Municipal skate parks catch air
Verts, half-pipes and grinds: They represent skating to the nation’s youth and a liability nightmare to many city parks departments. Because of the perceived recklessness associated with skateboarding and inline skating, many local governments have banned skating on commercial and community properties, as well as on school grounds, leaving skaters with very little recreational space.
As a compromise, some local governments are building skate parks, complete with bowls, rails and other skating elements to ensure a safe environment for skaters. By constructing a designated skate park, city officials meet the demands of their young residents and ensure that skaters are not damaging city or privately owned properties, or disrupting pedestrians and other park users.
The popularity of skating has increased steadily over the past several decades, as traditional roller skates have evolved into inline skates and skateboarding has emerged as a television sport. In fact, ESPN’s X Games for extreme sports, held in San Francisco last summer, attracted more than 200,000 spectators and 400 international competitors in events for skateboarding, inline skating and BMX biking. First-place winners took home $10,000.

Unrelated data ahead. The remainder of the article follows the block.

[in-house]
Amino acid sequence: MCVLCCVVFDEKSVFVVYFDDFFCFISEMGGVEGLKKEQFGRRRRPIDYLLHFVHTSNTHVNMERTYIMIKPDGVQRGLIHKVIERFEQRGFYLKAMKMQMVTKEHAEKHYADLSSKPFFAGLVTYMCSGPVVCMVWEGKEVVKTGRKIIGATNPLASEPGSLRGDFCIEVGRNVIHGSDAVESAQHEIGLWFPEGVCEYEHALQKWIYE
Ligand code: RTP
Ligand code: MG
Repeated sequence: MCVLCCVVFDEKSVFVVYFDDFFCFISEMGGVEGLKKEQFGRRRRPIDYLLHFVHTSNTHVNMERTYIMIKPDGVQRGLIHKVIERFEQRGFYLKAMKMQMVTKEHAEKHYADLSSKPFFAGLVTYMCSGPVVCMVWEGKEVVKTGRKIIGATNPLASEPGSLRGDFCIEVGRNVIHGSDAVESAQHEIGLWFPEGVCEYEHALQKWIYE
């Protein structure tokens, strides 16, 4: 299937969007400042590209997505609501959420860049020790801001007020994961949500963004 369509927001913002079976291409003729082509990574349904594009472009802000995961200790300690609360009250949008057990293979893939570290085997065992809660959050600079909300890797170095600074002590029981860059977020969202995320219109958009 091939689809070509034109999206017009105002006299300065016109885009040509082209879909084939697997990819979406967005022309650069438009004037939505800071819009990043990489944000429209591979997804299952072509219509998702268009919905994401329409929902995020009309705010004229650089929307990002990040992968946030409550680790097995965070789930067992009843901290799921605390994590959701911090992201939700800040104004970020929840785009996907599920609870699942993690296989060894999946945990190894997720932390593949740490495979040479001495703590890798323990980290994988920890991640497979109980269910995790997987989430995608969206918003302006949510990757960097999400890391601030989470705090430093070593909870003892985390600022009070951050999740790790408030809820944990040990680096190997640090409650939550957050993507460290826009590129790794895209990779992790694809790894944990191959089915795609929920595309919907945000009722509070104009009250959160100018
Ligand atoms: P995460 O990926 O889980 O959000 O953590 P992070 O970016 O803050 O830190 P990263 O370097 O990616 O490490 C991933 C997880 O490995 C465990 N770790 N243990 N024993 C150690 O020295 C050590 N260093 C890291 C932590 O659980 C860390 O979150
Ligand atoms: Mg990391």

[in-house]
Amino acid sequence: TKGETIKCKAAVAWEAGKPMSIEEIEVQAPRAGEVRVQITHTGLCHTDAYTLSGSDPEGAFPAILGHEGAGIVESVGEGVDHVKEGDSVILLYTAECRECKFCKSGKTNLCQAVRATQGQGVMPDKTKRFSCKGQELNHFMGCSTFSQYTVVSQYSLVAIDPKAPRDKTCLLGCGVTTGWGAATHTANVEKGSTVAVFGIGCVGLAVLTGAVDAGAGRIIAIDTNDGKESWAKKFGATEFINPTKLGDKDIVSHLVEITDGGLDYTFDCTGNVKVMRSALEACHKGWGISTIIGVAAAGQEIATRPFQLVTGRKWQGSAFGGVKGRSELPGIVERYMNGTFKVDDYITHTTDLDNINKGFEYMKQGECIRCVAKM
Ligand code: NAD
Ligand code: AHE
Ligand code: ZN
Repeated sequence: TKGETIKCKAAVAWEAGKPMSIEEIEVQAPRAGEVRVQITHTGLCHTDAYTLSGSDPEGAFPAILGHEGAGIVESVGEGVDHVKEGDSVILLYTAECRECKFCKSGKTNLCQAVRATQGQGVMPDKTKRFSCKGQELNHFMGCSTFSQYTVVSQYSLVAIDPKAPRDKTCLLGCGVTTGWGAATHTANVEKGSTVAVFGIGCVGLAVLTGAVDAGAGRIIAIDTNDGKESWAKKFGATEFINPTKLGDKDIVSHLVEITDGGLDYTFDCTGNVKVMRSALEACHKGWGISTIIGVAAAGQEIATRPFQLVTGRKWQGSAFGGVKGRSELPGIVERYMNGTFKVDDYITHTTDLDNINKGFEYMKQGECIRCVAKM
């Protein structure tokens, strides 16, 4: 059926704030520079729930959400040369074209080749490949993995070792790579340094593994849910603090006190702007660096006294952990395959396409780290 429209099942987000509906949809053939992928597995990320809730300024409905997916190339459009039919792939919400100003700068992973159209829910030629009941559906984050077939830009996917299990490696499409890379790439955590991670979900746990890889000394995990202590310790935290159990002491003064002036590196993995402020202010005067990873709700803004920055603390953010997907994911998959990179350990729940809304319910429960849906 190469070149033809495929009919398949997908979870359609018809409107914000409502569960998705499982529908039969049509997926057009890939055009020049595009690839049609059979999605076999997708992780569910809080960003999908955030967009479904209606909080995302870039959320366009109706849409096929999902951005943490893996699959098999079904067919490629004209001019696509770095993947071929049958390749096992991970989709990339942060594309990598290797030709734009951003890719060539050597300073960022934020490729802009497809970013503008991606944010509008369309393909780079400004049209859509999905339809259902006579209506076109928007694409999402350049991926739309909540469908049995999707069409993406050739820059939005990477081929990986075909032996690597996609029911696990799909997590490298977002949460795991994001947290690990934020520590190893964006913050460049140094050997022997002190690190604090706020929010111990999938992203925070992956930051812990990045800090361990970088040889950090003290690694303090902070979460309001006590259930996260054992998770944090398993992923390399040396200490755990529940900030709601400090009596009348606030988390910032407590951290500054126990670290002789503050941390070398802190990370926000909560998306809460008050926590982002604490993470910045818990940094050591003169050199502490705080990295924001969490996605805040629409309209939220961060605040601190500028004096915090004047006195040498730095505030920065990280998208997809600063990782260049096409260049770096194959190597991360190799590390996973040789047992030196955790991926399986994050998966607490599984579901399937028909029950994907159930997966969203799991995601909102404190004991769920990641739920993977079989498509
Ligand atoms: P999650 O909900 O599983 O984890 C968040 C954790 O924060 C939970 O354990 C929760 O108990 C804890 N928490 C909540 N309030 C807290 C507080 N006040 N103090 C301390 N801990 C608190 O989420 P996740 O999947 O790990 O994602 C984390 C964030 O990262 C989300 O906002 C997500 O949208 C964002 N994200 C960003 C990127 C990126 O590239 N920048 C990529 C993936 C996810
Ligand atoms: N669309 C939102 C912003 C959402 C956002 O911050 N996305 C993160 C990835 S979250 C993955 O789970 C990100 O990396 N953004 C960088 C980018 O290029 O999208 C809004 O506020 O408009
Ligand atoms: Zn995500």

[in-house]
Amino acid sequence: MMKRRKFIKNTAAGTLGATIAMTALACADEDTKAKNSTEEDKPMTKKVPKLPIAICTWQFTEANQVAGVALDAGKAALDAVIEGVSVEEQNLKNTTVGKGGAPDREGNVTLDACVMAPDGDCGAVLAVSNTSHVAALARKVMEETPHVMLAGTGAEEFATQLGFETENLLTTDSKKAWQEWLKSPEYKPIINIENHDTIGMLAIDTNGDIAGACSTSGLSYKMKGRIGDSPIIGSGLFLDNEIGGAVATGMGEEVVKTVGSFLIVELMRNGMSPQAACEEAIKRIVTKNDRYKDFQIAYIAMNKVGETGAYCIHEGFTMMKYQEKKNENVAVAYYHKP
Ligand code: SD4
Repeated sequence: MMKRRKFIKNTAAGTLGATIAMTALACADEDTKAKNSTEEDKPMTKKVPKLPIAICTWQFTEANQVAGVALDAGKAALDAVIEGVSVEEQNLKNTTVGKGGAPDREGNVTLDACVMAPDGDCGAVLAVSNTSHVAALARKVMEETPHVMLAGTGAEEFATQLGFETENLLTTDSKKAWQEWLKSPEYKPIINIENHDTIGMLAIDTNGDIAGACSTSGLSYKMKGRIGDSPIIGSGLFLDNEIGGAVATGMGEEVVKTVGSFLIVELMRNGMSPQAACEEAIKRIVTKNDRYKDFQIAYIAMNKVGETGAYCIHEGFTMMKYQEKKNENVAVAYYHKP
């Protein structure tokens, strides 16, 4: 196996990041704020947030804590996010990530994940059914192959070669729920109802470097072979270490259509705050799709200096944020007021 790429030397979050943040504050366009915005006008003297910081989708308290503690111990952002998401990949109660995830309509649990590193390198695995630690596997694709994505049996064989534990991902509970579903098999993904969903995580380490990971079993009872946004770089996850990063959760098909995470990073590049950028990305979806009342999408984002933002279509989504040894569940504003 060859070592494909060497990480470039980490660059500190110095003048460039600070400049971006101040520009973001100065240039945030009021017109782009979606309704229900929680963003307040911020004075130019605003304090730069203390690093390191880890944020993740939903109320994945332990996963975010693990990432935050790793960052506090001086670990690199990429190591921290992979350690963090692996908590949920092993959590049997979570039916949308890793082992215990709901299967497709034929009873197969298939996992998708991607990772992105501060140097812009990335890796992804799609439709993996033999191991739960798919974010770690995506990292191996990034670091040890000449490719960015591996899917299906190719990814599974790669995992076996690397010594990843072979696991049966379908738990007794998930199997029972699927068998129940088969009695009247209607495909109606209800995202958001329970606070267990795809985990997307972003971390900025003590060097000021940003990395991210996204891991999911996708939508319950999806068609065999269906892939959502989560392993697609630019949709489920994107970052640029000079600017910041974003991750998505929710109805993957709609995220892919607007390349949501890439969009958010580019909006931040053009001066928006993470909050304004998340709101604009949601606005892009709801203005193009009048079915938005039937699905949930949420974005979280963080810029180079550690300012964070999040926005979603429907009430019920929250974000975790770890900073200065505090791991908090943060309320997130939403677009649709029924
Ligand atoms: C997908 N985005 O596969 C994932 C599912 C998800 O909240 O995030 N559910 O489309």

Regardless of the growing popularity of skating, many government officials are concerned about skating safety, and they do not want to be held responsible when injuries occur. In 1997, California Gov. Pete Wilson approved a state law that designated skateboarding as a hazardous recreational activity. Under the act, skaters basically skate at their own risk, and their ability to file injury claims against cities is limited.
Following passage of the law, many of California’s local governments passed ordinances prohibiting skateboards in parks and other areas, leaving skaters nowhere to go. However, some cities tried to compromise with local skaters. For example, after the Modesto City Council passed an ordinance prohibiting skateboards in downtown business areas and parking lots and on school properties in January 1995, the city created a task force to investigate building a skate park. The 27-member task force consisted of residents, local business owners, representatives of the police department and 13 skaters.
The city set aside $15,000 to hire a park designer – Fullerton, Calif.-based architect Purkiss Rose-RSI – and began researching other skate parks and liability issues. Ac-cording to Recreation Supervisor Doug Lemcke, the task force discovered that, in 1996, the National Safety Council, Itasca, Ill., listed football, volleyball and ice hockey as sports more dangerous than skateboarding. Furthermore, a survey of 48 California skate parks revealed that only two had been sued after injuries. Santa Cruz, which has operated a skate park since 1978, has been sued twice.